Guardianship & conservatorship


Many clients that come to us are the son, daughter, sibling, niece, nephew or other relative of an individual in need of protection.  They tell us that they see signs that a loved one is no longer able to properly care for himself or herself nor can he or she manage his or her affairs.

In these situations, court proceedings known as guardianship and conservatorship are often needed.  A guardian decides where an incapacitated person lives, makes medical decisions on his or her behalf and controls personal belongings.  A conservator manages the person’s financial assets.

If you have a family member who can no live safely and independently, it's important to take protective action. The are many court filings and specific court procedure that must be followed. We work closely with family members to ensure that the proper information is gathered to thoroughly prepare the detailed paperwork required by law.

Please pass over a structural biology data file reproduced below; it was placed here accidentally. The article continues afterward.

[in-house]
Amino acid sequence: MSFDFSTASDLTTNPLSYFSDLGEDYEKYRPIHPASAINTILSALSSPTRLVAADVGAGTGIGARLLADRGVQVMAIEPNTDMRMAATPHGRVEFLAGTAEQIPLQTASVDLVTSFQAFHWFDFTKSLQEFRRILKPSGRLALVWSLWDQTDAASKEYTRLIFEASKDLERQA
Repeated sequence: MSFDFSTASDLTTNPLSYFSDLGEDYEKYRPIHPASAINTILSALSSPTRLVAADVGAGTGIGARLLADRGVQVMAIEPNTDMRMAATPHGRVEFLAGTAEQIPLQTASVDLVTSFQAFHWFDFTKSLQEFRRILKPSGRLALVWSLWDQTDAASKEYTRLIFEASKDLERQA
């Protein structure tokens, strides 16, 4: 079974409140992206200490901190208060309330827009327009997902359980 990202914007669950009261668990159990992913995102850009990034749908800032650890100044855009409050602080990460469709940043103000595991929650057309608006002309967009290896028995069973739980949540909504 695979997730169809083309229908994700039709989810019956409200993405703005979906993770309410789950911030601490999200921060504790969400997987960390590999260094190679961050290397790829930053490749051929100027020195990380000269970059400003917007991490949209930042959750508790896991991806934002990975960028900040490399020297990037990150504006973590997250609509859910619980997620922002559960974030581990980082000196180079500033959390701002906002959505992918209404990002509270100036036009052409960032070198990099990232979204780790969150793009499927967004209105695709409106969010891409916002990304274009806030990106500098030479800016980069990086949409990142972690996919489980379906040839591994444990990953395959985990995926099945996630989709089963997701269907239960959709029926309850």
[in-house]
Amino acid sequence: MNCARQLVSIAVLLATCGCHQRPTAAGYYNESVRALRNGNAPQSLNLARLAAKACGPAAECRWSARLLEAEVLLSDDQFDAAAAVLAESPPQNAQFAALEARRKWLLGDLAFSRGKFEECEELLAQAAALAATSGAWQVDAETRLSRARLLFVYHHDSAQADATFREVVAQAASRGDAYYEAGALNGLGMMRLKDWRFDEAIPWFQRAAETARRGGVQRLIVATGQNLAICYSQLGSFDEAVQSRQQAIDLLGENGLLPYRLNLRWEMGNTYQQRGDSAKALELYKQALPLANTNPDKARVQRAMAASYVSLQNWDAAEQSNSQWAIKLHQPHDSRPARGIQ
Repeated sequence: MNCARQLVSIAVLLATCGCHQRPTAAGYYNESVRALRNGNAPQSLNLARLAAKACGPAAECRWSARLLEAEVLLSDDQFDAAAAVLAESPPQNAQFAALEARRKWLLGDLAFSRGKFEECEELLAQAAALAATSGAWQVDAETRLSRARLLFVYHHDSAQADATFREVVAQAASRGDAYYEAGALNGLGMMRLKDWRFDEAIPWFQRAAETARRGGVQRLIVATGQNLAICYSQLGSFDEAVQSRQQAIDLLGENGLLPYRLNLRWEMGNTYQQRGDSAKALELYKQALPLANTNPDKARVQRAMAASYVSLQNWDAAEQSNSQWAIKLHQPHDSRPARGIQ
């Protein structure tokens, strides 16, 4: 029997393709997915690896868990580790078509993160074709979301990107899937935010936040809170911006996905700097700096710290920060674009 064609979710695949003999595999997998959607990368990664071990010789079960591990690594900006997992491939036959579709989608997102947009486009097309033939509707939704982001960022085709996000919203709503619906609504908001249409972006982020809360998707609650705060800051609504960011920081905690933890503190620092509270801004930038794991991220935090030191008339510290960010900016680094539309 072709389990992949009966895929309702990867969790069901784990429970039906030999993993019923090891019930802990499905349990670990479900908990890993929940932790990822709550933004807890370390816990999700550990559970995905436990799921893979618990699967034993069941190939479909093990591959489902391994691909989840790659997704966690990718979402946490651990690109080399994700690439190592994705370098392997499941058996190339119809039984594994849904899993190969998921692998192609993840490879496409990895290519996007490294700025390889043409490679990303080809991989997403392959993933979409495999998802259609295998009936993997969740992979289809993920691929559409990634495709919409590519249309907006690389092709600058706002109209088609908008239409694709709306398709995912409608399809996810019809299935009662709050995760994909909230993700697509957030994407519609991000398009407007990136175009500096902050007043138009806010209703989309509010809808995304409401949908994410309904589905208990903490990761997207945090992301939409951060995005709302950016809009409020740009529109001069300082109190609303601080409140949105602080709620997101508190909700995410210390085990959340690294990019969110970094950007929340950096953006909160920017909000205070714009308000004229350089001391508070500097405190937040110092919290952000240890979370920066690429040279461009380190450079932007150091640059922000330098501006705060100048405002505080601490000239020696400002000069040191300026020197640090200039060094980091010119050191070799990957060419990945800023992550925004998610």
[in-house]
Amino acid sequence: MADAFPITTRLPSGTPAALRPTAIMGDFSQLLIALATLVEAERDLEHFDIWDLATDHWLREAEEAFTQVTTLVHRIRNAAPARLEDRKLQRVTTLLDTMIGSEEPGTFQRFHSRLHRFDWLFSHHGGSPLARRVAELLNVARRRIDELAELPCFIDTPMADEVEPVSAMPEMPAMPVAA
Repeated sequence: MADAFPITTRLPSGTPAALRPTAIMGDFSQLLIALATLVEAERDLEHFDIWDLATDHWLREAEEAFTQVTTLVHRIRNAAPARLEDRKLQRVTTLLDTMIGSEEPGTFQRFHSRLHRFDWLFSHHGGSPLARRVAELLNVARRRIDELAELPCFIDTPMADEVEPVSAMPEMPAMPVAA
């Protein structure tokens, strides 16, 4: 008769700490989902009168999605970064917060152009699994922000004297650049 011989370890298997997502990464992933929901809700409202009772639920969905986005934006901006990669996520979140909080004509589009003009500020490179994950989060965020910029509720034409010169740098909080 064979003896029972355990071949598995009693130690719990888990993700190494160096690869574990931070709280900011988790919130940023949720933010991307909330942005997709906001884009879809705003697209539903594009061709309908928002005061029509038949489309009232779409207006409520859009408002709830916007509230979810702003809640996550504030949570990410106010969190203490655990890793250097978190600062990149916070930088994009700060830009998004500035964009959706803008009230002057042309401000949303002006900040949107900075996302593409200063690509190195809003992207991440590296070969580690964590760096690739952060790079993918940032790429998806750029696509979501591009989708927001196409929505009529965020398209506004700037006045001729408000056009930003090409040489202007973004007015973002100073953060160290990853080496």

In addition to helping families protect elderly individuals, we also help parents of disabled children who are about to reach the age of majority.  Once a child turns 18, parents can no longer obtain necessary medical information about their child due to increasingly strict HIPAA laws.  By establishing a guardianship, parents can retain the control they need over their disabled children so they can continue to actively participate in their medical care, day-to-day care and other decision-making.